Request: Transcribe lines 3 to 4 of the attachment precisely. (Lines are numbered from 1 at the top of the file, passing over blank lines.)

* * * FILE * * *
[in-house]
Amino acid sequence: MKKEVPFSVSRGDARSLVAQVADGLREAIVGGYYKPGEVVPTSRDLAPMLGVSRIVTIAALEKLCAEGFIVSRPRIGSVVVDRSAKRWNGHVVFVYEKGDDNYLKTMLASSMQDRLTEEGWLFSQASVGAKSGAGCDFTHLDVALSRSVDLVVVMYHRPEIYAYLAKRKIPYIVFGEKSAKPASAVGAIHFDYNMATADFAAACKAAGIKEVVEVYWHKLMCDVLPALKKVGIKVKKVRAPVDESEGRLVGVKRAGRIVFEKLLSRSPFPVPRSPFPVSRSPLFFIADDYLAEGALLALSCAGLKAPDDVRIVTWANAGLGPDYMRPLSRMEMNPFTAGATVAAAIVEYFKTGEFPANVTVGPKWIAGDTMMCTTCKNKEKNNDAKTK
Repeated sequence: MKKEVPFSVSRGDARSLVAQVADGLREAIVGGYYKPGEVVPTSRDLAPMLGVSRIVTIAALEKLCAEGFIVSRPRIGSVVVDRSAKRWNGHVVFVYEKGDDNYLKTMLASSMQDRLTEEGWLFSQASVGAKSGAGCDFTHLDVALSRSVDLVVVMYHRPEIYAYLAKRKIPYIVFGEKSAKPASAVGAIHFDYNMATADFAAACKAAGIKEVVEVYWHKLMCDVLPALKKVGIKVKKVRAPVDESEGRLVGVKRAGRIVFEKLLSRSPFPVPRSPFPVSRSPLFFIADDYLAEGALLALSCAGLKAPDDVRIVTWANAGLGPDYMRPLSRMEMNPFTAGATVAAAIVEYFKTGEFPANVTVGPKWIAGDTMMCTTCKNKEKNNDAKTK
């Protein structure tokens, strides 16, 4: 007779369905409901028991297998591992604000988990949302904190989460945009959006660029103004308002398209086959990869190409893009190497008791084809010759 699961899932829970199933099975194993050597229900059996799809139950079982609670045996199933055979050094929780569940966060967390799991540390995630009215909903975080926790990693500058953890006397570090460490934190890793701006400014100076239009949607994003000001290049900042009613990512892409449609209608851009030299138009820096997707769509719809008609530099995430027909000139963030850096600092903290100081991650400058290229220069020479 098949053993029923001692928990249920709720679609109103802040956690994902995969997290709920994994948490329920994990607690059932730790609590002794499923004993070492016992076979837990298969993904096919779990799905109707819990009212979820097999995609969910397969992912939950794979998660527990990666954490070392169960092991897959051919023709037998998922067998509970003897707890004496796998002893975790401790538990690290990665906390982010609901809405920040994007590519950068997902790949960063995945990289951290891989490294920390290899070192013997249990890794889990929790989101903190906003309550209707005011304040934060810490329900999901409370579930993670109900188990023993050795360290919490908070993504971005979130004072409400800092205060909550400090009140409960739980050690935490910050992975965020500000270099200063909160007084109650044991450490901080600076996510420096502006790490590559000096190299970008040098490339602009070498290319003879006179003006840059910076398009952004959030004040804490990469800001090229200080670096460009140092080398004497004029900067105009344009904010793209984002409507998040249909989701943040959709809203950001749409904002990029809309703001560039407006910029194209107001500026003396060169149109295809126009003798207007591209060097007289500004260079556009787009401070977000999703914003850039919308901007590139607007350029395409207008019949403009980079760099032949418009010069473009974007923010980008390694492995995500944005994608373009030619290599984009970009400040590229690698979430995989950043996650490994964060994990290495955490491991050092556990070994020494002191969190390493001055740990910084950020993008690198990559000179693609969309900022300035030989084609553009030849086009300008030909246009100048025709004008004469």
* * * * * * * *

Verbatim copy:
Repeated sequence: MKKEVPFSVSRGDARSLVAQVADGLREAIVGGYYKPGEVVPTSRDLAPMLGVSRIVTIAALEKLCAEGFIVSRPRIGSVVVDRSAKRWNGHVVFVYEKGDDNYLKTMLASSMQDRLTEEGWLFSQASVGAKSGAGCDFTHLDVALSRSVDLVVVMYHRPEIYAYLAKRKIPYIVFGEKSAKPASAVGAIHFDYNMATADFAAACKAAGIKEVVEVYWHKLMCDVLPALKKVGIKVKKVRAPVDESEGRLVGVKRAGRIVFEKLLSRSPFPVPRSPFPVSRSPLFFIADDYLAEGALLALSCAGLKAPDDVRIVTWANAGLGPDYMRPLSRMEMNPFTAGATVAAAIVEYFKTGEFPANVTVGPKWIAGDTMMCTTCKNKEKNNDAKTK
């Protein structure tokens, strides 16, 4: 007779369905409901028991297998591992604000988990949302904190989460945009959006660029103004308002398209086959990869190409893009190497008791084809010759 699961899932829970199933099975194993050597229900059996799809139950079982609670045996199933055979050094929780569940966060967390799991540390995630009215909903975080926790990693500058953890006397570090460490934190890793701006400014100076239009949607994003000001290049900042009613990512892409449609209608851009030299138009820096997707769509719809008609530099995430027909000139963030850096600092903290100081991650400058290229220069020479 098949053993029923001692928990249920709720679609109103802040956690994902995969997290709920994994948490329920994990607690059932730790609590002794499923004993070492016992076979837990298969993904096919779990799905109707819990009212979820097999995609969910397969992912939950794979998660527990990666954490070392169960092991897959051919023709037998998922067998509970003897707890004496796998002893975790401790538990690290990665906390982010609901809405920040994007590519950068997902790949960063995945990289951290891989490294920390290899070192013997249990890794889990929790989101903190906003309550209707005011304040934060810490329900999901409370579930993670109900188990023993050795360290919490908070993504971005979130004072409400800092205060909550400090009140409960739980050690935490910050992975965020500000270099200063909160007084109650044991450490901080600076996510420096502006790490590559000096190299970008040098490339602009070498290319003879006179003006840059910076398009952004959030004040804490990469800001090229200080670096460009140092080398004497004029900067105009344009904010793209984002409507998040249909989701943040959709809203950001749409904002990029809309703001560039407006910029194209107001500026003396060169149109295809126009003798207007591209060097007289500004260079556009787009401070977000999703914003850039919308901007590139607007350029395409207008019949403009980079760099032949418009010069473009974007923010980008390694492995995500944005994608373009030619290599984009970009400040590229690698979430995989950043996650490994964060994990290495955490491991050092556990070994020494002191969190390493001055740990910084950020993008690198990559000179693609969309900022300035030989084609553009030849086009300008030909246009100048025709004008004469």